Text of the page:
On July 22nd, Vision Quilt joined over 300 other Bay Area residents and activists at the Road to Change BBQ Rally, in Oakland, CA. Cathy DeForest and our team of Bay Area volunteers displayed Vision Quilt panels on the grass in DeFremery Park. People gathered around to ask questions about the artwork and many were eager to get involved, including the Bay Area alumni from Marjory Stoneman Douglas School.
Local artists and community leaders from Youth ALIVE!, the Burns Institute, and the Urban Peace Movement spoke at the rally. Afterwards, the students on the Road to Change bus answered questions on a panel and met with people in the crowd.
Parkland survivors David Hogg, Jaclyn Corin, and Ryan Deitsch were in attendance, along with Alex King from St. Sabina in Chicago. Vision Quilt offered the students a kit and materials for panel making, along with handmade journals for their trip.
Alex Caulderon, a Parkland student and member of March for Our Lives #RoadtoChange tour said, “We all experienced something that should never have happened because of gun violence and because the laws that could have prevented it weren’t in place.”
They will continue their national campaign through mid-August. Vision Quilt looks forward to meeting again with the core members of this powerful youth-led movement this September for a Brady Campaign fundraiser.
We’re pleased to announce that Vision Quilt’s short film focused on our work at Lighthouse Community Charter School was selected for inclusion in the SAQA exhibition. The students created Vision Quilt panels and then organized a community exhibition in downtown Oakland, California, as part of their three-month unit focused on gun violence.
The intention of Guns: Loaded Conversations is to spark conversation and make bridges across an often polarized conversation. “Artists have been a catalyst for difficult societal conversations throughout history,” says the exhibition website. “Guns: Loaded Conversations seeks to engage viewers of differing opinions to listen to each other and to encourage community initiatives that may inspire action in seeking solutions.”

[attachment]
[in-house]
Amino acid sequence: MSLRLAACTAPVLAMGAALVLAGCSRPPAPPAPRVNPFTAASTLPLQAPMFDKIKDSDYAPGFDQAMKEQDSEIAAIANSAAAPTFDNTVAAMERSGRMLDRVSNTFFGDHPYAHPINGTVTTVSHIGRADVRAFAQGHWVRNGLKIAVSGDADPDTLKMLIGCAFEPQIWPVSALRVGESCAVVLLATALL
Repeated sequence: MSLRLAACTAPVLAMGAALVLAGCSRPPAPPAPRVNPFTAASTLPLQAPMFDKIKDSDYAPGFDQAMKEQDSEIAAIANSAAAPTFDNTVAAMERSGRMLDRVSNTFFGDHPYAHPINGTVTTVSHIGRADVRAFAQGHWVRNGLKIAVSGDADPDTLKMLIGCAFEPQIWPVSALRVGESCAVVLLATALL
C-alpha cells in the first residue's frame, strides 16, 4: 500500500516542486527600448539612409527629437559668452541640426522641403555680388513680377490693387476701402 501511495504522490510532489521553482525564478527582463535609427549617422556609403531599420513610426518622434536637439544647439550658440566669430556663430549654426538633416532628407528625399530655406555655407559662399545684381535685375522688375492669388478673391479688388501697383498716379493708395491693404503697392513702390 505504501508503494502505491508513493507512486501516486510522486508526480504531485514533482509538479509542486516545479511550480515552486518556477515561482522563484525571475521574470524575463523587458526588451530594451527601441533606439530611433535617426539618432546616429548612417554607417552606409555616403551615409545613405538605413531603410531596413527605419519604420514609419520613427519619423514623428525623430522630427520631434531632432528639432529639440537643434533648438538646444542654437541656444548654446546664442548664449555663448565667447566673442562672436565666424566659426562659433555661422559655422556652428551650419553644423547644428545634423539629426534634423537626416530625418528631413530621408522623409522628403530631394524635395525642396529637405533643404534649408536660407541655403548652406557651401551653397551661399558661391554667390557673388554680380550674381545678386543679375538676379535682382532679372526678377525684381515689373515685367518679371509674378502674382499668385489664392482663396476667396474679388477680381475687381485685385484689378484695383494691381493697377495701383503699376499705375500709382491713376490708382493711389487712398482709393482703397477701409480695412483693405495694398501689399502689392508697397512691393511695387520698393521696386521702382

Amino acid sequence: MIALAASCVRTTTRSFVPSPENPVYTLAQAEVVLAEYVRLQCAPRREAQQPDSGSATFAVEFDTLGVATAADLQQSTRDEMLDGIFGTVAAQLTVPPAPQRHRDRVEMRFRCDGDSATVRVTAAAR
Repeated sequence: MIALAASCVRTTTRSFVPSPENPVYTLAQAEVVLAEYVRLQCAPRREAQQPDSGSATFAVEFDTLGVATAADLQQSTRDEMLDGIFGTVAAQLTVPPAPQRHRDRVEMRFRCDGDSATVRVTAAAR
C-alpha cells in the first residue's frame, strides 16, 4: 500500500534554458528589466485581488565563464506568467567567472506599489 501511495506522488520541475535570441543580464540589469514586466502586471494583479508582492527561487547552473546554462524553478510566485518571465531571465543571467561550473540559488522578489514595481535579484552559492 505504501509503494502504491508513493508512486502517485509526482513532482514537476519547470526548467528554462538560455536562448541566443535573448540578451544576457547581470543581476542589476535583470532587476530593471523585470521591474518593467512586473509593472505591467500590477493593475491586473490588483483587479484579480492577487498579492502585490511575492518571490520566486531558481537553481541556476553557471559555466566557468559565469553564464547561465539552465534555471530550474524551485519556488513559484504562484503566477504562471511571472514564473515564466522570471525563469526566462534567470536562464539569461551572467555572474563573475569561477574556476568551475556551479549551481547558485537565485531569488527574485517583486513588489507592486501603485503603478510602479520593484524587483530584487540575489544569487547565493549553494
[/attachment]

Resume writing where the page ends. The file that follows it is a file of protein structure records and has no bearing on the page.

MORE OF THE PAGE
We hope to see you at the exhibition opening later this month or at an exhibition near you!
Father Pfleger and Arne Duncan, the former US Secretary of Education, along with community activist Pam Bosley, reached out to the Parkland youth after the mass shooting there. At the invitation of Emma Gonzalez's mom, teens from Chicago's South Side visited Parkland, where the two groups formed a strong connection. The Chicago youth then invited the Parkland youth to visit Chicago; the New York Times produced a powerful short film about this meeting. Rie'Onna Holmon, who is featured in the Times video was also a participant in the ARK's recent Vision Quilt workshop.
Later this month, Cathy DeForest will travel to Portland, Oregon, where she will participate in community workshops centered around the National School Walkout on April 20th, which commemorates 19 years since the Columbine school shooting. Cathy will also present at the Cultivating Community conference, an arts therapy conference hosted by Marylhurst University in collaboration with the Portland Creative Arts Therapies Association and Returning Veterans.
By creating beautiful handmade journals, Albie, Barbara, Bridget, Suzanne and Mary provide Vision Quilt participants with a means of reflection and introspection, a place where the youth can document their impressions, thoughts and feelings evoked by the Vision Quilt workshops. The bookmaking team has created journals for our youth in Chicago, at the Lighthouse Charter School in Oakland, and for the incarcerated youth at Camp Sweeney.